June 2004


Be Careful what You Wish For

Tennessee, North Carolina, Virginia, West Virginia, Pennsylvania, New York, Vermont


Nashville to Asheville to Appomattox to the Adirondacks and … on to Canada.

Or...  Be careful what you wish for!

You see, we were headed to Nashville for a couple of days to have a little work done on the coach.  Right?  And I said, oh cool, we’ll be in Nashville for a couple of days finally and I can go see The Hermitage, and maybe go to a few baseball games, and maybe poke around The Grand Ole Opry.  Right?  Yeah, right.  Didn’t happen.  ‘Course not.  We were there a week.  Didn’t see much of anything.  It rained.  It rained.  And did I tell you it rained?  The joys of Camping World (well known if you have done any RVing over the years).  We were stuck in the parking lot most of the time.  “Should be done soon.”  “The part is coming.”  “Oh, well they screwed that up; we’ll have to send it back.  But we’re right on it.”  Nothing new here.  Two nights in motels because the drive shaft was out of the coach and they couldn’t move it out of the garage area.  But in the middle was a weekend when we did have the drive shaft, and we spent it at a beautiful campground near Nashville, on a lake; one of the loveliest spots we’ve visited anywhere.  And we did get to have Mellow Mushroom pizza in Nashville.  Rick feels the need to add that this experience involved a failed attempt at adding a fairly major accessory item to the Trek – an auxiliary transmission – and not a breakdown.  We don’t want anyone feeling that our little home is causing us problems, ‘cause it’s not.

Some day we will get back to Nashville and really do the sights.  Zipping around town on the bike between drops, we sensed the vibrancy of the town; it’s very alive, with music everywhere and recording studios on every corner.  Vanderbilt University is downtown, and it’s a beautiful old campus.   We did get to one ball game, a real stitch; we saw the Nashville Sounds (AAA affiliate of the Pirates) play the Tacoma Mariners.  Minor league ball is a different horse race, that’s for sure, and we enjoy it a lot.  

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We were in Nashville during the time Condaleeza Rice was speaking on campus during commencement week, with tons of hullabaloo in the papers.  The liberals and the conservatives were mixing it up, including a petition signed by many on campus against her appearance.  The chancellor’s wife (a professor) signed the petition, even.  The chancellor is said to have applauded her independent spirit.

Forgot to tell you – on our way into Nashville we stopped in Murfreesboro at the Stones River Battlefield.  Civil War, of course.  We didn’t spend a lot of time; everyone was in a tizzy because they were just about finished with the total re-do of the visitor’s center and everything was a mess in the temporary quarters currently being used.  We’ll come back when they are back in and set up properly.  Looks like a good spot in an important place.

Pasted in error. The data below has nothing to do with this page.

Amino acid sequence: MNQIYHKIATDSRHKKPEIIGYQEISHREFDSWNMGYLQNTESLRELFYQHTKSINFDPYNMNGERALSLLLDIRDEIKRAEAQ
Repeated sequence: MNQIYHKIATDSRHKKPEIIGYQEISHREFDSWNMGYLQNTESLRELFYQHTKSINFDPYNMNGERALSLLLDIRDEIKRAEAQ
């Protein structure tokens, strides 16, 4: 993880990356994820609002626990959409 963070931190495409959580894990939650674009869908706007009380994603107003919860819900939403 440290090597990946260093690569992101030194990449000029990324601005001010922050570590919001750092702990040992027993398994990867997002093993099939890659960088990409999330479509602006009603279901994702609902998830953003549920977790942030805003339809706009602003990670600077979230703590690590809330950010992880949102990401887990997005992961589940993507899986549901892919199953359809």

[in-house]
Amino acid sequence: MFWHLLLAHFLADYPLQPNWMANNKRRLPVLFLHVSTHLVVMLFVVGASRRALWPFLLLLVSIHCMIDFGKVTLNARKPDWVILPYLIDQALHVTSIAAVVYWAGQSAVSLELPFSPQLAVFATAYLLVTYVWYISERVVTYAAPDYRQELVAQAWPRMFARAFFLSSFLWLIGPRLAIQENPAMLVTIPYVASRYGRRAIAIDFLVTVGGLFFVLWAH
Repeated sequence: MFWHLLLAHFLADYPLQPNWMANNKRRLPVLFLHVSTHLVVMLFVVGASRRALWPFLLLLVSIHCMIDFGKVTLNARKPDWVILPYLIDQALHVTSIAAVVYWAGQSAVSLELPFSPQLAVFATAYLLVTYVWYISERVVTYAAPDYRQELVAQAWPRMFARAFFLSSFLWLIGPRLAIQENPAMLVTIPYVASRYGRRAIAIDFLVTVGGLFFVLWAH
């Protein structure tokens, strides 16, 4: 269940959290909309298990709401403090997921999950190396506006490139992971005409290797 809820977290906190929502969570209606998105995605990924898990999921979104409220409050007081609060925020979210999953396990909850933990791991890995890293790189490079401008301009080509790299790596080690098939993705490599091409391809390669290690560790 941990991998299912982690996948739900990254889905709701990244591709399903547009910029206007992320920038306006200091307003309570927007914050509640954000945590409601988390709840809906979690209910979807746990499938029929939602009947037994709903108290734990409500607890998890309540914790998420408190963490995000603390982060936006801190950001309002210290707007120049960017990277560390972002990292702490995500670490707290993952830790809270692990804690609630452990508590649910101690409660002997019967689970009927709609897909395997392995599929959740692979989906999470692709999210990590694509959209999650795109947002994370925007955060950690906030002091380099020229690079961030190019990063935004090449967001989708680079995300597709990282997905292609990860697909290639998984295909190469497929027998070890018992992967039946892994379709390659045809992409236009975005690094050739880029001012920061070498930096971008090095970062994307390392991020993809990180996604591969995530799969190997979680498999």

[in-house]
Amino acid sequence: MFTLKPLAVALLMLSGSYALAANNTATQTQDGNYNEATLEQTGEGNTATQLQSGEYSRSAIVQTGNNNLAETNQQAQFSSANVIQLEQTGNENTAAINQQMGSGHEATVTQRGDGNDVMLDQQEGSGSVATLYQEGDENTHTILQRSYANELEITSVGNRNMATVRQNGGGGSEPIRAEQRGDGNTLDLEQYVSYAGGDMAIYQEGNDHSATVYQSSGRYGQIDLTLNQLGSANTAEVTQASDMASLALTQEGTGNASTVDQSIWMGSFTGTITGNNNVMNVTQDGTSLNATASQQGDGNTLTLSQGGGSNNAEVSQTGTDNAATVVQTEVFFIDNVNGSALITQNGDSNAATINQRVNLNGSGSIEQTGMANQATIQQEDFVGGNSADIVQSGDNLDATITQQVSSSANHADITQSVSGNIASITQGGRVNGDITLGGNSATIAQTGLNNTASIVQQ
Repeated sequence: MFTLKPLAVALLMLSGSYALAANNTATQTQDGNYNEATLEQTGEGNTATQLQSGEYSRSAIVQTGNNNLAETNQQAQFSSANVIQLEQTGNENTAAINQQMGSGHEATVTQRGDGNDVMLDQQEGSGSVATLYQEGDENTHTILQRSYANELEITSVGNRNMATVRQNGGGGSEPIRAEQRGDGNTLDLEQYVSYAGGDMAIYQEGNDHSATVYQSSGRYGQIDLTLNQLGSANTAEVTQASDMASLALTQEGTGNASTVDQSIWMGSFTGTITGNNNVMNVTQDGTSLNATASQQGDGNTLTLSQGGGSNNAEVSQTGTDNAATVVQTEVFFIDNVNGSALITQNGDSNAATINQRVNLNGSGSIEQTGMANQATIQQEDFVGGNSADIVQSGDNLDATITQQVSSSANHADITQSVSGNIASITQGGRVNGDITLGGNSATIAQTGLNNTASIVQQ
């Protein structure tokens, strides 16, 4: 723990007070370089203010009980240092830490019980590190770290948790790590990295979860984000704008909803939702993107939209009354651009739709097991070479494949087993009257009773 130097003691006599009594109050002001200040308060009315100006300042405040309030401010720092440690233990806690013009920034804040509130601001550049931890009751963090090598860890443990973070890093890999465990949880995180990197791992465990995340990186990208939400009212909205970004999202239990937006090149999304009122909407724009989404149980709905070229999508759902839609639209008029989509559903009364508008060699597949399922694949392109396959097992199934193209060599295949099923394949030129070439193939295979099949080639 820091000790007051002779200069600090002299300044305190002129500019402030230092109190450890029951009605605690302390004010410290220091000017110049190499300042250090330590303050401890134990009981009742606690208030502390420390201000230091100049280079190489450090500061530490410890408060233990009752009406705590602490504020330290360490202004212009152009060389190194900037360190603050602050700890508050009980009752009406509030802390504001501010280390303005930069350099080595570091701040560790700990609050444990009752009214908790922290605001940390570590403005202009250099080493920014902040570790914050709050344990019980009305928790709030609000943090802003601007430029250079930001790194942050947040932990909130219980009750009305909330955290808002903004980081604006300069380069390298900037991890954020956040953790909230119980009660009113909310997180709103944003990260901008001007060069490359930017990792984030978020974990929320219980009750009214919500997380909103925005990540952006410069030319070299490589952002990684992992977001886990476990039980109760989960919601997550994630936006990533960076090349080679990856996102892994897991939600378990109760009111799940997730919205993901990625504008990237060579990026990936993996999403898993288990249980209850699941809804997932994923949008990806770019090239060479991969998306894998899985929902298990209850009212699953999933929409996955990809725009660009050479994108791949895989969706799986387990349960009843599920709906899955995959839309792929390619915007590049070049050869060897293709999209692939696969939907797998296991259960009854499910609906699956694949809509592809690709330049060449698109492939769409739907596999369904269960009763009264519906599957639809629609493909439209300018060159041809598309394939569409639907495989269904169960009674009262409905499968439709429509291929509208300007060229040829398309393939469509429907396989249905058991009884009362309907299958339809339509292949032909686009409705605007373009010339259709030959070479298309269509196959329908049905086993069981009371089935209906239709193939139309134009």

Oh, yeah, and for all our motorcycle friends who are saying, “Wait a minute; this was the weekend of the bike races in Birmingham.  Didn’t they have tickets?”  Yeah, right on all counts.  The perils of making arrangements ahead of time (and paying for them), including a campground for the weekend.  Missed the whole thing.  NO MORE ADVANCE ARRANGEMENTS; NEVER NEVER NEVER.

Sign on back of teenager’s shirt:  “You know how to keep an idiot busy?  See front of shirt.”  (Same thing on front except for one different word.)

Finally left Nashville on a Tuesday afternoon, with medical appointments scheduled for Raleigh, North Carolina on Wednesday morning.  Only problem – Raleigh is over 600 miles away.  We spent the night in Asheville, then got up and beat feet across North Carolina.  We only missed one appointment, which we were able to reschedule, and arrived in town at 1:20 pm for a 1:20 appointment.  Piece of cake!  Pant, pant.  The drive across on the interstate was delightful, because nobody does freeway flowers like North Carolina.  They are everywhere, and the anemones, sweet peas, blue lupine-like flowers, etc. were all in bloom.  In spades.  ‘Twas lovely.  And after we caught our breath, we had a delightful visit with our friends John and Beth in Raleigh, midst seeing all the medical folks.  Got a clean bill of health and were on our way again.

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The mid-South is deep into spring, alternately hot and rainy, but that’s what keeps it beautiful.  We left Raleigh on Saturday morning, heading up into Virginia.  It was hot and muggy, but lovely.  We passed through Virgilina (yep, right on the border) full of magnolia trees in bloom and into Brookneal.  Brookneal was founded in 1802 and is the final dwelling place of Patrick Henry.  We wouldn’t have known that except for the signs, not being very tuned into the Revolutionary War yet.  (The Civil War is easier; then we figure the War of 1812 will be a piece of cake, and then on to George and the boys.)  

Virginia seems generally greener than North Carolina; in fact, as we moved further north it stayed that way.  North Carolina and certain other parts of the south have been in drought in recent times and were somewhat dry.  Hot and muggy, but dry.  Damn.  Just our luck.